Since its origin three years ago, QAnon has festered in the darker corners of the internet. Now the group’s followers, who call themselves “believers,” have found a niche on social media and within the Republican Party.
QAnon began as a single conspiracy theory. But its followers now act more like a virtual cult, largely adoring and believing whatever disinformation the conspiracy community spins up.
Its main conspiracy theories claim dozens of politicians and A-list celebrities work in tandem with governments around the globe to engage in child sex abuse. Followers also believe there is a “deep state” effort to annihilate President Donald Trump.
But followers of the group have expanded from those beliefs and now allege baseless theories surrounding mass shootings and elections. Followers have falsely claimed that 5G cellular networks are spreading the coronavirus.
There’s no evidence that any of what QAnon claims is factual.
Followers make unfounded claims and then amplify them with doctored or out-of-context evidence posted on social media to support the allegations.
The anarchical group’s birth, and its continued seepage into mainstream American life, comes on the coattails of the Russian disinformation campaign that targeted US elections in 2016.
While the Russian campaign had an apparent objective — influence voters to elect Trump — QAnon is decentralized, having no clear objective aside from its popular slogan, “Question everything.”
Anyone can create a conspiracy, offer evidence to support it and tag it with QAnon hashtags to spread it. But no one is held responsible for the trail of chaos and disinformation it leaves behind.
How QAnon began
QAnon’s origins are emblematic of what it has evolved into: An unfounded, out-of-context claim made to support an allegation, which is easily discredited.
It all goes back to a cryptic, anonymous post on October 28, 2017 on 4chan, an online message board that frequently features extremist and bigoted content. The individual, which followers would later call “Q,” claimed that Hillary Clinton was going to be arrested.
There was no arrest.
But similar posts pushing baseless claims of arrests and “deep state” action kept appearing on 4chan. It’s unclear who was behind the posts, or if the ones that followed were posted by the same person — 4chan posts are anonymous.
Believers claim that their “Q” is so knowledgeable because of their claim to security clearance within the US government.
QAnon supporters have likened the initial posts, and subsequent ones, to Hansel and Gretel-like breadcrumbs, or “drops,” as they call them now.
Since then, the group has injected itself into the mainstream by creating communities on Reddit and finding footholds on Twitter, Facebook and YouTube. In a series of videos posted online in 2018, QAnon targeted Cemex, a Mexican cement company, because it reportedly owned an abandoned camp in Arizona, which conspiracy theorists erroneously believe is the location of a human trafficking site.
Earlier in 2020, Oprah Winfrey and Tom Hanks were both targets of QAnon conspiracies.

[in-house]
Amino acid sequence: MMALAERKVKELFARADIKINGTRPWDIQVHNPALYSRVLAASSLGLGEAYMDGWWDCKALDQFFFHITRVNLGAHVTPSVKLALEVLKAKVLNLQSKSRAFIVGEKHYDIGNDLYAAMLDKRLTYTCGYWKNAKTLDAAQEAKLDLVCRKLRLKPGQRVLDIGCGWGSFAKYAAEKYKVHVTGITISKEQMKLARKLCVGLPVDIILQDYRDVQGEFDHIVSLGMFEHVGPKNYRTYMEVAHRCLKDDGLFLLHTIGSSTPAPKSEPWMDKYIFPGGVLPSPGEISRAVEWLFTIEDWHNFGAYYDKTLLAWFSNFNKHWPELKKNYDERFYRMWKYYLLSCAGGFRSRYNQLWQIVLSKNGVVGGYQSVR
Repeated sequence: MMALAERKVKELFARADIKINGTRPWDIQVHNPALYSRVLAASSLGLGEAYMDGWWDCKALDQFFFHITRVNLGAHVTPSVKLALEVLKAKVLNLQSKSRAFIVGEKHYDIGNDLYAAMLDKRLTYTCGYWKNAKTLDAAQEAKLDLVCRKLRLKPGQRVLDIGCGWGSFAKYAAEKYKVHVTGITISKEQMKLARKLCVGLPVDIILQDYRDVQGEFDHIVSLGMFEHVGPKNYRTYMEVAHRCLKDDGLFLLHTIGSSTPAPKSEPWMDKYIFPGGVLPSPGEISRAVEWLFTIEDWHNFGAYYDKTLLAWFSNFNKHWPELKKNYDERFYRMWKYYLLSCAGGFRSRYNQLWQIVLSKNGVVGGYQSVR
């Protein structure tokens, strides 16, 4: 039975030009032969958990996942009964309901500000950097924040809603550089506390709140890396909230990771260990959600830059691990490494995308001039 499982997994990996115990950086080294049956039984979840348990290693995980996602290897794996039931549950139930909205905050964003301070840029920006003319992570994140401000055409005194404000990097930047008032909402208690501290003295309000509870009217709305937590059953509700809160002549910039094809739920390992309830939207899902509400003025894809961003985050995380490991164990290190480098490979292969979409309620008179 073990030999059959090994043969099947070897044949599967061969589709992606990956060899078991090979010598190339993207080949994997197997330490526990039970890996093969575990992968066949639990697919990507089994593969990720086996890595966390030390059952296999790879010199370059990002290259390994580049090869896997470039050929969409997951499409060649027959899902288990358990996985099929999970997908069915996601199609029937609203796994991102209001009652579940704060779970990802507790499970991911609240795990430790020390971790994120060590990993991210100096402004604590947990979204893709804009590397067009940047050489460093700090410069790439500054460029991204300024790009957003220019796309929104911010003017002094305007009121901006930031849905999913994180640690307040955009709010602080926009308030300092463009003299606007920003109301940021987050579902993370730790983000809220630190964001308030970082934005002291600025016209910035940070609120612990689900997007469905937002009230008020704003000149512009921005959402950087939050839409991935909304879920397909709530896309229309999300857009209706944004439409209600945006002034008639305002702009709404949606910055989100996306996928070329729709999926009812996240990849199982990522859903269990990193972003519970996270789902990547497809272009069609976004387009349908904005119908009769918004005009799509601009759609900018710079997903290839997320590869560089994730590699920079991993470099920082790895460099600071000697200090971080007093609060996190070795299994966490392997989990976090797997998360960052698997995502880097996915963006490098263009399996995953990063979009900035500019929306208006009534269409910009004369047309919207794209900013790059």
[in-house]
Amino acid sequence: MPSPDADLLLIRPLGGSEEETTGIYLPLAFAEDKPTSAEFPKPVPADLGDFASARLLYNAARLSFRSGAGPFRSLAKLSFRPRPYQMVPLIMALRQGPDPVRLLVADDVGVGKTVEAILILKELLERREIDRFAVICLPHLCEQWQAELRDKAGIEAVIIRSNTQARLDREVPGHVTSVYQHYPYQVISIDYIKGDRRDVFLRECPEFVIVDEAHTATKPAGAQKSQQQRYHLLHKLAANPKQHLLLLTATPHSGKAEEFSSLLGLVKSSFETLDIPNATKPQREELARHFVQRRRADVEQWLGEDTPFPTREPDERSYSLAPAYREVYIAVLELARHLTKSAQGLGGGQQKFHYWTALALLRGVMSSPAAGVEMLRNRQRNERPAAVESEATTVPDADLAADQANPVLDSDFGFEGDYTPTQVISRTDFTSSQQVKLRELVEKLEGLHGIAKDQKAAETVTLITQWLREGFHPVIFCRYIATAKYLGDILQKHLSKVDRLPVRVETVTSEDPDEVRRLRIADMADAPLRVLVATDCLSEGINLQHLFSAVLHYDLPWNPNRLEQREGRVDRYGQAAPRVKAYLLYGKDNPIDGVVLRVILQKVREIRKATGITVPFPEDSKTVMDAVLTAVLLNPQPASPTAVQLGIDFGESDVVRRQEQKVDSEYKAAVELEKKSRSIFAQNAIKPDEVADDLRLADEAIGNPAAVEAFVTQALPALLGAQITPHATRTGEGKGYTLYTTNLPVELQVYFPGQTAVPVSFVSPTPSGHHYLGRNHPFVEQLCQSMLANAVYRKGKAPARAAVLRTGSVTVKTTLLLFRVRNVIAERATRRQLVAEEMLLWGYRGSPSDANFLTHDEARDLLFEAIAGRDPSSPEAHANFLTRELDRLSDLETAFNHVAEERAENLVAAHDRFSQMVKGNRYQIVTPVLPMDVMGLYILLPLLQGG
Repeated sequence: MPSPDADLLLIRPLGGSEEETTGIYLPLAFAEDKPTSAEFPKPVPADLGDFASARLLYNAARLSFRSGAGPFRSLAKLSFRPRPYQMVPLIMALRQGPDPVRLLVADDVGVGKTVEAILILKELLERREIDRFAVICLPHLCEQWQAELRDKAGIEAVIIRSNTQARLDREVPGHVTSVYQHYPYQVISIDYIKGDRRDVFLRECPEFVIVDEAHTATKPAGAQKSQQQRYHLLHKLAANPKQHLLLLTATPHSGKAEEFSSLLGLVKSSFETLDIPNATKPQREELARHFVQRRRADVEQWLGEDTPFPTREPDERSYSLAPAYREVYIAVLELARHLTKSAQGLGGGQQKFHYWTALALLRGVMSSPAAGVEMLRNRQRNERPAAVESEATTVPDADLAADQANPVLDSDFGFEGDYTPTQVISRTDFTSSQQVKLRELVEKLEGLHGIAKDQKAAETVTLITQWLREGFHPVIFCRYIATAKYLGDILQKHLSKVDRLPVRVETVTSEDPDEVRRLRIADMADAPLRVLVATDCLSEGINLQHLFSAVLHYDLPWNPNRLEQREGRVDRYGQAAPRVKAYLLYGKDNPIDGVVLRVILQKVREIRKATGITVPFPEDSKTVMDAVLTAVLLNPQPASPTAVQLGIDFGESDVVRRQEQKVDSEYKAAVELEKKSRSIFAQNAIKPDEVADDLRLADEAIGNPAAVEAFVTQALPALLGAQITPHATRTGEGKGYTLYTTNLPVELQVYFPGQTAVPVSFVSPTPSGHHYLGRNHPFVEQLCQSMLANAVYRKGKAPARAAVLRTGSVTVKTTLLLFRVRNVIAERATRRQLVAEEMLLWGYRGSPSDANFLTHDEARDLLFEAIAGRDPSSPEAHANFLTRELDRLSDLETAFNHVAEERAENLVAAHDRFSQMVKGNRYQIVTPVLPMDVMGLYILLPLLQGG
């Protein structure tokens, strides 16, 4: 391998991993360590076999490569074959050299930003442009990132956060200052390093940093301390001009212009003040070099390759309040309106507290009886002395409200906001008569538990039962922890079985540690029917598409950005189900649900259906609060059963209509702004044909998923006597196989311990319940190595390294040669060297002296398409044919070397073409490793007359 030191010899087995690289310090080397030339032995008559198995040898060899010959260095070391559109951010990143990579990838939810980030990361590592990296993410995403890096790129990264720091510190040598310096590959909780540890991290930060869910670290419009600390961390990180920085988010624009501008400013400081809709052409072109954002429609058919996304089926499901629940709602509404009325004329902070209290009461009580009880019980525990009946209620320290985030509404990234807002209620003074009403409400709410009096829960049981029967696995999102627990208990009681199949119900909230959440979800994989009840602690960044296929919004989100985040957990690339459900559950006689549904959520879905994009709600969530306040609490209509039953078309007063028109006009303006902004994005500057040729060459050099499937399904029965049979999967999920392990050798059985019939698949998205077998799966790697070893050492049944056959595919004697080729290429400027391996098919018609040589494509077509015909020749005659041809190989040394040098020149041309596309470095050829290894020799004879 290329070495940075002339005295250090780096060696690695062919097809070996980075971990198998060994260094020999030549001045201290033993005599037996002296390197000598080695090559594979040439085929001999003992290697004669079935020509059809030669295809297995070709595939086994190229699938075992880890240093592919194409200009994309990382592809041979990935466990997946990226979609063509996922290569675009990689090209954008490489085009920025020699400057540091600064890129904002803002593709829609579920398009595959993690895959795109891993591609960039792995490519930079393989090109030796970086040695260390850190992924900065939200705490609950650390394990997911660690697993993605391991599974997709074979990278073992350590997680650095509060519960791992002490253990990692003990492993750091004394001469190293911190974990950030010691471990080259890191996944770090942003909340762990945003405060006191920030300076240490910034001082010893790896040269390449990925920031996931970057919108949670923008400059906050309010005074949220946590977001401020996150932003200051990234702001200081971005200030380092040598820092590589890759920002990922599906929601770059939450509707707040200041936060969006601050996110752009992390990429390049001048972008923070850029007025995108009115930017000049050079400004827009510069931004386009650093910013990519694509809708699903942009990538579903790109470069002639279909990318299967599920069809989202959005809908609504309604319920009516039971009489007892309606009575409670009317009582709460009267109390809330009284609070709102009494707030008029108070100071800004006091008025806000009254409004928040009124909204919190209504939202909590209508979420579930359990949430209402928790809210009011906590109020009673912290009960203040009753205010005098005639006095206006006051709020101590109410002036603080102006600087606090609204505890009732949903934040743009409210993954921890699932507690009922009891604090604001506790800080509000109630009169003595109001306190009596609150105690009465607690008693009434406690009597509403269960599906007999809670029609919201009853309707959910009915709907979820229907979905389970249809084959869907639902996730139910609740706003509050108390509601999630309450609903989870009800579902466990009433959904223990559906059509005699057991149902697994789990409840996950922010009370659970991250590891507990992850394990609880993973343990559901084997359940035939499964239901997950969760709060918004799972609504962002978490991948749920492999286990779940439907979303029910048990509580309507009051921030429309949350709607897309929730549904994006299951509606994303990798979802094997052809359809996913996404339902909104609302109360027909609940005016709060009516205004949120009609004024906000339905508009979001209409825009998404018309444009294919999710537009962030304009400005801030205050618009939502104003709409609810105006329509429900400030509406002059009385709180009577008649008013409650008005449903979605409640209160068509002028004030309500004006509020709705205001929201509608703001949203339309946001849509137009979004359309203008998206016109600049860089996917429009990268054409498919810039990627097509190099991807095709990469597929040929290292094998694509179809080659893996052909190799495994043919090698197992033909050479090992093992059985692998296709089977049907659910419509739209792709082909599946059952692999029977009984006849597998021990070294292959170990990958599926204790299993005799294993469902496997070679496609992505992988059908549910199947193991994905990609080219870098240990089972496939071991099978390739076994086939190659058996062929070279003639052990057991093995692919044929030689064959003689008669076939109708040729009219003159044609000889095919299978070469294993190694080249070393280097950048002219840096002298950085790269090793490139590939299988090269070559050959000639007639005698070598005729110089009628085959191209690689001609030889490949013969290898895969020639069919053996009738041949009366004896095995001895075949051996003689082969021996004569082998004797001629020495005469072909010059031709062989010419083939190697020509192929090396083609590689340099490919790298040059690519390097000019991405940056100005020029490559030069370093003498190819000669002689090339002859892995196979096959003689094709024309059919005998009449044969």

At the time, CNN reached out to Cemex and representatives for Tom Hanks and Oprah Winfrey but never received a response.
Believers claimed on several social media sites that a Boca Raton, Florida, house belonging to Oprah was seized by police in a child sex trafficking sting and roped off with red tape.
Another person on Twitter made a post, which garnered thousands of shares, falsely claiming that Tom Hanks, who tested positive for coronavirus in Australia, was actually arrested for pedophilia. The post said that other A-list celebrities would soon be arrested.
QAnon conspiracy theories have been further elevated through high-profile figures and organizations. In March 2018, before being fired from her sitcom, actress Roseanne Barr tweeted about the pedophilia conspiracy theory, alluding to a baseless claim that President Trump “has broken up trafficking rings in high places everywhere.” Barr later deleted the tweet.
The GOP and QAnon
QAnon nearly reached the main stage of the Republican Party at President Trump’s July 31, 2018 rally in Tampa, Florida, where signs reading “We are Q” and “Q” appeared near the front of the crowd during the President’s speech.
Four months later, Vice President Pence posted — and then deleted — a photo on Twitter with a law enforcement officer wearing a QAnon patch on his uniform.
And in July 2019 the White House invited a QAnon supporter to an event billed by the White House as a “social media summit” with conservative influencers.
Today the GOP has three candidates that have been sympathetic or supportive of the group and could see themselves in Congress in January: Jo Rae Perkins, a candidate for a US Senate seat in Oregon; Marjorie Taylor Greene, a Congressional candidate for Georgia’s 14th district seat; and Lauren Boebert, who beat a Trump-backed, five-term incumbent during primary elections to become a candidate for Colorado’s 3rd district.
“Everything I heard of Q — I hope that this is real because it only means America is getting stronger and better, and people are returning to conservative values, and that’s what I am for,” Boebert, the front runner for the House seat, said in a May interview.
Her campaign manager, Sherronna Bishop, told CNN in a statement that despite those comments, Bishop “does not follow QAnon.”
CNN has reached out to the Republican National Committee and President Trump’s campaign for comment on QAnon and the GOP candidates’ comments on the group but has not heard back.
CORRECTION: An earlier version of this story misstated the date of a Trump rally in Tampa, Florida. It was held July 31, 2018.